petermr's blog

A Scientist and the Web

 

What’s the Real Value of a Scholarly Publication? Part I

I’ve been invited to a very timely meeting in Oxford next week to discuss the future of Scholarship. “Open Science and the Future of Publishing” http://www.evolutionofscience.org/webFlyer.pdf . The question I want to ask is (roughly):

“We the public pay 10 billion USD annually in journal subscription fees [*] and 200 billion USD for research; what value do WE get? And what value do WE lose by closed access?”

[*] throughout this post I use guestimates which are probably off by half an order of magnitude either way (i.e. factor of 3). This is partly because much of the information is secret (and some so secret that you will be sued if you divulge it) and partly because academia and we the public don’t yet care enough to find out. I am also removing CC-BY publications from the argument to avoid having to say “except for CC-BY” all the time. It’s about 5% of the market, if that. So I’d like your help.

I am also working this up for a (unfortunately virtual) presentation I am giving in Poland next month. I am taking my text from Wikipedia: http://en.wikipedia.org/wiki/Value_%28economics%29 (This is 6 years old and not disputed so I take it as more-or-less correct. If anyone can fault this, we shall all benefit)

Let me tackle COST and PRICE first.

The COST to the public purse of scholarly publishing is of the order of 10 billion USD. There are also contributions from industrial subscriptions, and from student fees, and 1% from pay-per-view, but the bulk is from taxpayers. In return for this the public get virtually no value or rights. If you the public, you the government, you the NHS want to read a paper you either have to pay again or walk to St Pancras and read it in the British library premises (you cannot get this online because of publisher restrictions – mad and sad but true. The BL even charges me to read my own CC-BY papers if I’m not at St P.).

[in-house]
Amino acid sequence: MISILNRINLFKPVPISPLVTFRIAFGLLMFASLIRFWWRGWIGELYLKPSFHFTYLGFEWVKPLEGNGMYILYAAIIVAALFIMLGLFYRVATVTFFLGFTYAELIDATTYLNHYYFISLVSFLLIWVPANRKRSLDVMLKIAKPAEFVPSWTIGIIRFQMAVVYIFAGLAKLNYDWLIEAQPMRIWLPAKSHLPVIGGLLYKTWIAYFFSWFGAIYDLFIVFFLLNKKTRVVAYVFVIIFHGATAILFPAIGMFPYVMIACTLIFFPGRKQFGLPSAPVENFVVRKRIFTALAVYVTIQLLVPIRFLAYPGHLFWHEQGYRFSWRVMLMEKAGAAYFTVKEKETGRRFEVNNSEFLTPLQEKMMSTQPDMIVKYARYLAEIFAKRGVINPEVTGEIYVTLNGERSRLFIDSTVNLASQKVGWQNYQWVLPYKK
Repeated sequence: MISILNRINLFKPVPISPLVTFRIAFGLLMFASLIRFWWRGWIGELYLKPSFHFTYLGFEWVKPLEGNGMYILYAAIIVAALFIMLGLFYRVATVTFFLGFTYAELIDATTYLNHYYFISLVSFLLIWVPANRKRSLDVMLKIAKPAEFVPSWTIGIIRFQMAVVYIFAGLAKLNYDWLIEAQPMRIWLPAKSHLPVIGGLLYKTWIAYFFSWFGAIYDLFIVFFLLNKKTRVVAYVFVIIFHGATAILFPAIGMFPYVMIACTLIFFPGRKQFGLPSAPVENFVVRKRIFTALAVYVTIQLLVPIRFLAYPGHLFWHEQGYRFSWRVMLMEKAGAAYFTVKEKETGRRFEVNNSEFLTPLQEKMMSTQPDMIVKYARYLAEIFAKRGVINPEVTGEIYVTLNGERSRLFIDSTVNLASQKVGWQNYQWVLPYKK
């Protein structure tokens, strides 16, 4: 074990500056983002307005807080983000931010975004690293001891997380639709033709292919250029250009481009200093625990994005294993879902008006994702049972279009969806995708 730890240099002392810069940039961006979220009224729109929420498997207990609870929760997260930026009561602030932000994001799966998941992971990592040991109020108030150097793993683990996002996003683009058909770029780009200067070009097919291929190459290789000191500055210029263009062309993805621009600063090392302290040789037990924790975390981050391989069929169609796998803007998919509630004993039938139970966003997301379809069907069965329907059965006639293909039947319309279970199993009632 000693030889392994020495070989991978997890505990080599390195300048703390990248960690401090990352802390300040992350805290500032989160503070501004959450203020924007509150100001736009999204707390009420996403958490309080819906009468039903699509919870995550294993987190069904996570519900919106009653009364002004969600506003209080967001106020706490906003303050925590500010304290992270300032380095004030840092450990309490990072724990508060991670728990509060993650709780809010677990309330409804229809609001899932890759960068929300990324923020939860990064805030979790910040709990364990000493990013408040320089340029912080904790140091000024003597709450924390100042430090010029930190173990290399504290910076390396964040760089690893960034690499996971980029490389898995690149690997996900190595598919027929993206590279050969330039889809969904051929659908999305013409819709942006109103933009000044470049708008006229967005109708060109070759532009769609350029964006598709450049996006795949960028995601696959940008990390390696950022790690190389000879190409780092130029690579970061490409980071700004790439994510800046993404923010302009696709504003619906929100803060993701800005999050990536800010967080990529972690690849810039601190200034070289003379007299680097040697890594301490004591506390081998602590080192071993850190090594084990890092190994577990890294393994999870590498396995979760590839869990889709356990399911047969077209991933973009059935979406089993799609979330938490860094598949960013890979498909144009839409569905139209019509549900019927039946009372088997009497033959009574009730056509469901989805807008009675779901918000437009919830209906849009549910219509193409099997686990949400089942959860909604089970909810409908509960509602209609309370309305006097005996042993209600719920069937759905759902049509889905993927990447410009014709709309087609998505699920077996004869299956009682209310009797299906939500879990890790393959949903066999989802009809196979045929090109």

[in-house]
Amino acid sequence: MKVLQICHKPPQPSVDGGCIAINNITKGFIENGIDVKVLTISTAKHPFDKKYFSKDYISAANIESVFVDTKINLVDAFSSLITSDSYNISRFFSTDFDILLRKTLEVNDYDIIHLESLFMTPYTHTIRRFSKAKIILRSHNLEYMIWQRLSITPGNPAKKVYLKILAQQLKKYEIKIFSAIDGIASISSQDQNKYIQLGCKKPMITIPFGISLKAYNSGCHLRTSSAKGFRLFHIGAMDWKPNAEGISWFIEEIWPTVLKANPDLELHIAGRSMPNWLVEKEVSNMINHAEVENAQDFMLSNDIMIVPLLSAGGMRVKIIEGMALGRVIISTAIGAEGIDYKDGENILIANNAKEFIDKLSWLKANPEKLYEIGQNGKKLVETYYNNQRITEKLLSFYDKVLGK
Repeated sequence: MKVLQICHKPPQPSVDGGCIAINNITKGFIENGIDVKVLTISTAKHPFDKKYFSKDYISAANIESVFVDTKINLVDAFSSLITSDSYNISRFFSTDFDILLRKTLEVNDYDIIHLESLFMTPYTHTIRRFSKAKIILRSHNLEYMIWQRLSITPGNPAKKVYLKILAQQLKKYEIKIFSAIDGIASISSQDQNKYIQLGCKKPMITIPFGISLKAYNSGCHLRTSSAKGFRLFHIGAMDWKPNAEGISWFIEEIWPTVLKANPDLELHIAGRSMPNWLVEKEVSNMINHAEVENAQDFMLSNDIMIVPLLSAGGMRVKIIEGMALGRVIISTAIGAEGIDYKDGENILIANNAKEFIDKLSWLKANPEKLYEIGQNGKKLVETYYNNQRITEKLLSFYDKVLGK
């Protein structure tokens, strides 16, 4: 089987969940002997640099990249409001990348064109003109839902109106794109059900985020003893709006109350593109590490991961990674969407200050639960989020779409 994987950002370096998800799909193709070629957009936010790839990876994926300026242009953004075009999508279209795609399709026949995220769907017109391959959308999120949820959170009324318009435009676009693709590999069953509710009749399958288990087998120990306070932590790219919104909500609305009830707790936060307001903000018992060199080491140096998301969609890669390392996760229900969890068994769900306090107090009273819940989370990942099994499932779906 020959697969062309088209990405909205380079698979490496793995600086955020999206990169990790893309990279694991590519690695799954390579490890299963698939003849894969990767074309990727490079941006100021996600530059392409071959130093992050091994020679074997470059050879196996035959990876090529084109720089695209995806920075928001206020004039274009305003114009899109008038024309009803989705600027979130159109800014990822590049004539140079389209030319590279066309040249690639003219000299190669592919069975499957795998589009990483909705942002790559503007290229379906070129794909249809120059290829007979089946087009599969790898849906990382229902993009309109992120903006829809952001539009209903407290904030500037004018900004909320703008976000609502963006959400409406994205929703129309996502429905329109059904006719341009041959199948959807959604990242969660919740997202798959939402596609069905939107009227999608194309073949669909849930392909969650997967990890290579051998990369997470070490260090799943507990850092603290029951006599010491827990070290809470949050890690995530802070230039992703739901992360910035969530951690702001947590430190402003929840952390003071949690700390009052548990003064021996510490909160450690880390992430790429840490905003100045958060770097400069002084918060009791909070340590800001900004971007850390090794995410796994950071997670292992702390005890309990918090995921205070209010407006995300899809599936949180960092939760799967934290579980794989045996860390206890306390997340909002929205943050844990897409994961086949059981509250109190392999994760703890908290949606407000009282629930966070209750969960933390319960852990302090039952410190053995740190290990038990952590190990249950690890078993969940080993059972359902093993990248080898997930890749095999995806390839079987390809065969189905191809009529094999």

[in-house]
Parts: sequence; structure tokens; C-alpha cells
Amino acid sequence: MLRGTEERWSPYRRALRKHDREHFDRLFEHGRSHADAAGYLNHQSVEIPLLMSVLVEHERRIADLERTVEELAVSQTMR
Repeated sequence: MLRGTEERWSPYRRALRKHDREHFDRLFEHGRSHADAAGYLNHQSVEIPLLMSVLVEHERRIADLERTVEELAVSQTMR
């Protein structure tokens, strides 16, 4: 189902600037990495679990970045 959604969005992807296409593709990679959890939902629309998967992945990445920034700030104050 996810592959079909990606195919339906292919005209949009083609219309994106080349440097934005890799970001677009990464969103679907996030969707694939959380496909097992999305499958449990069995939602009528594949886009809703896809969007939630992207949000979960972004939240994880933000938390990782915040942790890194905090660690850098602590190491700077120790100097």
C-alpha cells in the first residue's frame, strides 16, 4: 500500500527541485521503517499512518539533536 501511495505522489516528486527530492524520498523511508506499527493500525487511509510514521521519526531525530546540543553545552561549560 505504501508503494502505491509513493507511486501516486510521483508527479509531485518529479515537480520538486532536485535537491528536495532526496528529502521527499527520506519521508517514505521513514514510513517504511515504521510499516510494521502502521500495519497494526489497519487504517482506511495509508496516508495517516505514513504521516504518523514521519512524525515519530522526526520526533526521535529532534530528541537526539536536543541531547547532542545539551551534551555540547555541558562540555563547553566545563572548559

This is set by the PRICE of electronic journals. This bears no relation to the COST of production. The cost of production can be very low. It’s USD 7 for ArXiV (not peer-reviewed) and about 100 USD for Acta Cryst E (a very high-quality peer-reviewed data journal). In an efficient organisation it’s inconceivable that the COST of production of a journal article is more than 200 USD. Any higher PRICE comes from the following:

  • The ADDED_VALUE that the publishers assert they add
  • Inefficiencies (often gross) in the publishing system. (For example almost all author manuscripts are retyped from scratch).
  • Profits

Publishers like Nature estimate costs-per-paper at 20,000 USD. That is not related to the cost of production but something else. Perhaps the high rejection rate? The basis of these “costs” is kept highly secret.

The PRICE of pay-per-view articles (about 35 USD for one day’s rent) is the only part with real elasticity http://en.wikipedia.org/wiki/Elasticity_%28economics%29 . The only evidence I have is from my FOI requests to Oxford/Cambridge University presses (they are public organizations, parts of the Universities, so have to reply – if you want publishing facts consider University presses).